Directed by groundbreaking Saudi Arabian filmmaker Haifaa Al-Mansour, Mary Shelley details the author’s relationship with the poet Percy Shelley and the events that eventually lead to her writing her seminal novel. It’s a beautifully shot film exploring a truly fascinating story, but Mary Shelley never really becomes as moving or as captivating as it should be. It’s a shallow look at an incredible life, and it will ultimately leave audiences searching for a more emotional and resonant recounting of the author’s story.
Mary (Elle Fanning) is a wayward teen spending more time reading scary literature than helping out with chores back at home. She clashes with stepmother Mary Jane (Joanne Froggatt) but shares a warm relationship with stepsister Claire (Bel Powley) and father William Godwin (Stephen Dillane), a renowned political philosopher and novelist. She also shares a strident streak with her late mother, the forward-thinking feminist Mary Wollstonecraft. When Mary encounters handsome and rebellious poet Percy Shelley (Douglas Booth), her life takes a dramatic turn that takes her across Europe, encountering love, betrayal, tragedy and, ultimately, inspiration.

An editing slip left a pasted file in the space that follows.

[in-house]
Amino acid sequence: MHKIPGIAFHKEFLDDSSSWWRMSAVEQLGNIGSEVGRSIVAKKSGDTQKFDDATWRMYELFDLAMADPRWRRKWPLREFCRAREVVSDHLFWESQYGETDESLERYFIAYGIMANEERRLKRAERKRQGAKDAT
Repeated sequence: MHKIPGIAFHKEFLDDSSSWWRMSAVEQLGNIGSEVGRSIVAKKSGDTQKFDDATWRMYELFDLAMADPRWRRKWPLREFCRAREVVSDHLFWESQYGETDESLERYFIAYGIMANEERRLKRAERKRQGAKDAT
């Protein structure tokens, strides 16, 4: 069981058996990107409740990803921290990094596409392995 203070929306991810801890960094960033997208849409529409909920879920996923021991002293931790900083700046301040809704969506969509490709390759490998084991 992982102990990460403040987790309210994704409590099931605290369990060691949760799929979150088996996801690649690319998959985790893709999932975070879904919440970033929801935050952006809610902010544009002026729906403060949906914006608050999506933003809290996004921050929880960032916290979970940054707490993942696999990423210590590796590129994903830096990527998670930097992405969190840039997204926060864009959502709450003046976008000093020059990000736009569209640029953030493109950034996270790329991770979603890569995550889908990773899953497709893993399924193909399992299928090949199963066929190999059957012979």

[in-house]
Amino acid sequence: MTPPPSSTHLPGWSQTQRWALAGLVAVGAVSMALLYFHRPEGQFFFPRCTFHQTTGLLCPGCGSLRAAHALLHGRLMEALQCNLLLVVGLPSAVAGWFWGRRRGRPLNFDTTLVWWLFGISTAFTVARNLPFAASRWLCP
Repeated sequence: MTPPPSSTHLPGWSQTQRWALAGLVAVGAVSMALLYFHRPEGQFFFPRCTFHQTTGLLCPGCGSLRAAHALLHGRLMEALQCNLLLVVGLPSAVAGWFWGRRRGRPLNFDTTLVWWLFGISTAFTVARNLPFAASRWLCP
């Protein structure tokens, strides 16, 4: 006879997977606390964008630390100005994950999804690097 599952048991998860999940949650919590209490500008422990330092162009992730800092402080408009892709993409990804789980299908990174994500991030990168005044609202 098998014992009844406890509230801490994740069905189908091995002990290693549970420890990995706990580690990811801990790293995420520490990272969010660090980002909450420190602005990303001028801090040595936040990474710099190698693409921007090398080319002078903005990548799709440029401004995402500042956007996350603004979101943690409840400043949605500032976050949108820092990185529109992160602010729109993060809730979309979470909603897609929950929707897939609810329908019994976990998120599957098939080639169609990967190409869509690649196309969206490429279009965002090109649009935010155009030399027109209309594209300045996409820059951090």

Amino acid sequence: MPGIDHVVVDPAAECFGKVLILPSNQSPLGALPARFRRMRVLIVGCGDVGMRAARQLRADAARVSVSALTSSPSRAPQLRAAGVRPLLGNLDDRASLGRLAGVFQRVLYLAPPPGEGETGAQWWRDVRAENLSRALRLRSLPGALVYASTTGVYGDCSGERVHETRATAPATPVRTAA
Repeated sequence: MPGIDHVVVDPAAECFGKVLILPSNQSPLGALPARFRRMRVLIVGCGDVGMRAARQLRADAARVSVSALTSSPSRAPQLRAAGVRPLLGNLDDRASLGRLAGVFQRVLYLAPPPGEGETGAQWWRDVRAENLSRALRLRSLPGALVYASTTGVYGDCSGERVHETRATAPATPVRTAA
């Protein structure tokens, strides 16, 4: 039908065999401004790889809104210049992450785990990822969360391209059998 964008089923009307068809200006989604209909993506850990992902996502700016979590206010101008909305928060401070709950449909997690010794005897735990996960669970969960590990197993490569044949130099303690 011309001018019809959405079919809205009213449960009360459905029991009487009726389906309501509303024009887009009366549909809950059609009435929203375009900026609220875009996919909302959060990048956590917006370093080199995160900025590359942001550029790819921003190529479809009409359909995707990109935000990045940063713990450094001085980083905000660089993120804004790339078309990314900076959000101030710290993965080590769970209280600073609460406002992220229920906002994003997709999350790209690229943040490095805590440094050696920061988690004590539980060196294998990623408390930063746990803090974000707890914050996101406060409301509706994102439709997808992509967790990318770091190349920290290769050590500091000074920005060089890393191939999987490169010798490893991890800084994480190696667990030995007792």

The film breezes through fights, poetically-charged reconciliations, and Mary’s well grounded suspicions that Shelley and Claire are becoming an item. The couple loses a child shortly after birth, and Claire soon thereafter winds up pregnant by the mad, bad, and dangerous to know poet Lord Byron (played by a scenery-chewing Tom Sturridge as some combination of debauched ‘70s rock star and telenovela villain). This occasions a trip to Byron’s estate in Geneva, where amid marathon drinking sessions Byron makes his famous rainy-night challenge to his guests to each write a ghost story. Drawing on her feelings of abandonment and general disgust with the men in her life, Mary gives birth to Frankenstein’s monster. It’s here, and in Mary’s subsquent struggle to get the novel published with proper credit, that the film finally finds its center.
There are some annoying historical anomalies in the dialogue (“I have no problem with that,” “I’m waiting to reach out,” “We’ll meet amazing people”), but they are glitches; most of the film’s lines ring truer to the period. As horns lock between Mary and the increasingly dissolute Percy, she comes to a sober realization of the cruelty of men and the conseqences of her mistakes. Yet still she can look him in the eye and say, “My choices made me who I am. I regret nothing.”
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